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With studios closed since March, streaming yoga classes from the floor of a cramped apartment has become a well-worn quarantine trope over the past six months. And it’s one that may carry on even longer than expected.

While New York City gyms have spent the past few weeks reopening their doors — complete with new distancing, mask and sanitization requirements — city officials have restricted group fitness classes indefinitely, leaving yoga studios in a state of limbo. 

Like restaurant and gym owners before them, a group of boutique fitness studio owners is now suing the city over the ongoing closures, saying that they’ve been kept from “their liberty and property interests without due process.” (The mayor’s office declined to comment on pending litigation.)

“We are taking our reopening plans day-by-day. Currently we have limited information about guidelines around operations,” said Sarah Larson Levey, founder and CEO of Y7 Studio, which has workout spaces across New York City. “We are confident in our ability to open and operate safely, but it will all depend on guidance from the government.” 

Many studios have pivoted to a brisk online business of streaming classes, but as the pandemic wears on, studios ranging from YogaWorks, a national franchise with multiple locations in the city, to Maha Rose and NamaStuy, independent studios in Greenpoint and Bed-Stuy, respectively, have opted to permanently shutter their physical storefronts. 

“We are in the process of giving up leases,” said New York City-based Sky Ting Yoga co-founder Krissy Jones. Current reopening plans limit gyms to one-third of their total capacity, a requirement that would be financially onerous even if indoor classes were permitted, Jones added.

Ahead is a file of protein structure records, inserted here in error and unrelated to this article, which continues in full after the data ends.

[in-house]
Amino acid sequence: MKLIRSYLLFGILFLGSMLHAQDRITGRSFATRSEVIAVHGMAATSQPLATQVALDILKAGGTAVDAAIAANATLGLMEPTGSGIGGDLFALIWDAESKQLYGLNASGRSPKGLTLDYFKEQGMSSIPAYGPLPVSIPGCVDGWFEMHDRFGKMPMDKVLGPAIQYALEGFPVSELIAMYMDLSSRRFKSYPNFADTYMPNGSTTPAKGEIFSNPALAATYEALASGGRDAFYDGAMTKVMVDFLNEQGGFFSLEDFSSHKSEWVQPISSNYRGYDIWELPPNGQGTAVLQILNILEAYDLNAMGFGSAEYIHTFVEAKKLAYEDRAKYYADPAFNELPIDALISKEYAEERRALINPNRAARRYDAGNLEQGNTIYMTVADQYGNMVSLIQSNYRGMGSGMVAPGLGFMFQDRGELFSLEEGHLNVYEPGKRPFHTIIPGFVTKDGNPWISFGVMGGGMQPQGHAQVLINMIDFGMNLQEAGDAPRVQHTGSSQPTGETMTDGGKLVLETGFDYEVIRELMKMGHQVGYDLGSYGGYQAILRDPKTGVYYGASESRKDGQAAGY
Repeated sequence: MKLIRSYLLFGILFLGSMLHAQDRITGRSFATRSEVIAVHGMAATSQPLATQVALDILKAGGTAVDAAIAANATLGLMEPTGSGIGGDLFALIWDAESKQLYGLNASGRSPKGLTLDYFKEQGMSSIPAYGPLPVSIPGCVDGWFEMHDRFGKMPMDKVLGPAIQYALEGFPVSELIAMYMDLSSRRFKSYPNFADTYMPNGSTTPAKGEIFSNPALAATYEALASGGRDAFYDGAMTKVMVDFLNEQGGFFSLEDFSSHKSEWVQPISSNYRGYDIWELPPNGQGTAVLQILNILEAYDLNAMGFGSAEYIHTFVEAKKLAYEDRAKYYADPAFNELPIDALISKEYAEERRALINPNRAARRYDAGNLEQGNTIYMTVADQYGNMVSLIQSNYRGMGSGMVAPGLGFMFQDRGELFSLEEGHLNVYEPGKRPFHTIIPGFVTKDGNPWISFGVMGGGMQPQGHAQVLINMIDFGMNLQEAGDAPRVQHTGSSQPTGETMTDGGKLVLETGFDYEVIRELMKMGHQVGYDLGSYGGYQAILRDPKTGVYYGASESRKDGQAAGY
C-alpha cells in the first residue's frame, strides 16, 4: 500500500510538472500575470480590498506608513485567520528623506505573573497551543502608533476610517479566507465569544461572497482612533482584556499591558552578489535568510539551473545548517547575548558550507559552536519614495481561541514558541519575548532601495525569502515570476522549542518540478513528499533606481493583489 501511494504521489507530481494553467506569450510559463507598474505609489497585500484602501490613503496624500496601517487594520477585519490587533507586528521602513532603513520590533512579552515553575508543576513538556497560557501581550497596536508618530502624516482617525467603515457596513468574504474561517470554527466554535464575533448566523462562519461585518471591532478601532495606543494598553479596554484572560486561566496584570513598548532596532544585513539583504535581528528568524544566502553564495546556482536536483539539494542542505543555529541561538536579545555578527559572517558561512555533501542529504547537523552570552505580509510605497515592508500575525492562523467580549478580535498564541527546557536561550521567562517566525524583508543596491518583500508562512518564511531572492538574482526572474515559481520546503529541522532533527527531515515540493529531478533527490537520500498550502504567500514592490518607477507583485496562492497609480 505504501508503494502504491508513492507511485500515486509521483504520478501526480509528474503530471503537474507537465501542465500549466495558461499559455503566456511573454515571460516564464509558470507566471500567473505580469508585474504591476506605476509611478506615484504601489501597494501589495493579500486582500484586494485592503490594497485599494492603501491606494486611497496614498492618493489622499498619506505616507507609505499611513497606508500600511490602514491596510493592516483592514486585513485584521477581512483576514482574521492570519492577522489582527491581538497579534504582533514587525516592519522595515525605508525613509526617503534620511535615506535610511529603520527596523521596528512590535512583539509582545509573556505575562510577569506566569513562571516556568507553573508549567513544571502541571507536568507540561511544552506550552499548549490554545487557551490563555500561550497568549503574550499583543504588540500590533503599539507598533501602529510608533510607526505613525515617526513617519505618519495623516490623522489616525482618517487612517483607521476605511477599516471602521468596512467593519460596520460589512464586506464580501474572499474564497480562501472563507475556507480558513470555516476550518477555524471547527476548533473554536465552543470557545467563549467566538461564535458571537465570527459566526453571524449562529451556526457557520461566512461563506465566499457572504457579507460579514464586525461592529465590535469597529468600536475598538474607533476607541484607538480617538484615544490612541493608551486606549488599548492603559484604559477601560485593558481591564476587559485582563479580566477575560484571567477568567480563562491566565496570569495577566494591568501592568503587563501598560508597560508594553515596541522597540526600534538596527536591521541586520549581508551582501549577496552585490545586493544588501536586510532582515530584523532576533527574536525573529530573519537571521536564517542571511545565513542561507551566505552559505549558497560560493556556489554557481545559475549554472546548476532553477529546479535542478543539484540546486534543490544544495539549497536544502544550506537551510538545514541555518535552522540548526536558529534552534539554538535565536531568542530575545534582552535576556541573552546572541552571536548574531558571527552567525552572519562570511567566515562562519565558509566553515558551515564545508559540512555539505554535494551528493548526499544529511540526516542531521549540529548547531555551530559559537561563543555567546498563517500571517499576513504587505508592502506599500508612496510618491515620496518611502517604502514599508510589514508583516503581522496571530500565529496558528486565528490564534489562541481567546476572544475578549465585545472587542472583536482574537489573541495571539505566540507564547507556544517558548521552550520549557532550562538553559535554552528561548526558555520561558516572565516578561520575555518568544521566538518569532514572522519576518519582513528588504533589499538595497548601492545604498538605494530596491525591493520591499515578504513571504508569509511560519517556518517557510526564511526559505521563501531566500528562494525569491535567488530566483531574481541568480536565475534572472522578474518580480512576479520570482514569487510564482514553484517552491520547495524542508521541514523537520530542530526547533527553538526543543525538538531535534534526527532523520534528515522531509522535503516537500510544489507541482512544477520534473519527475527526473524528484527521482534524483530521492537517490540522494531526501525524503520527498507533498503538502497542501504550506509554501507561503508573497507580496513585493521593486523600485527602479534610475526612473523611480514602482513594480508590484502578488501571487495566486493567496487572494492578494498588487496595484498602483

“It doesn’t work with our business model to open with 30% capacity, everyone wearing masks, a special HVAC system,” she said. “If [landlords] gave us 30% of the rent, then we could operate at 30% of capacity.”

Yoga studios are often small businesses rather than national chains, and unlike gyms that rely on high-price monthly fees for memberships that often go unused, studios tend to also offer classes for drop-in, per-class rates. All of it combines to create a particularly acute level of financial strain amid pandemic-related closures.

“I’m starting to hear now that studio owners are feeling forced or choosing to move on from the brick and mortar studio,” said Shannon Roche, president and CEO of the Yoga Alliance, a Virginia-based nonprofit organization that provides business resources, safety and ethical standards to 7,000 member yoga schools across the U.S. “What we’re trying to do right now is to help our teachers and schools transition to different ways of teaching yoga if they want to. A lot of members are going online.” 

A closed yoga studio in Brooklyn.

Pete Catapano /MarketWatch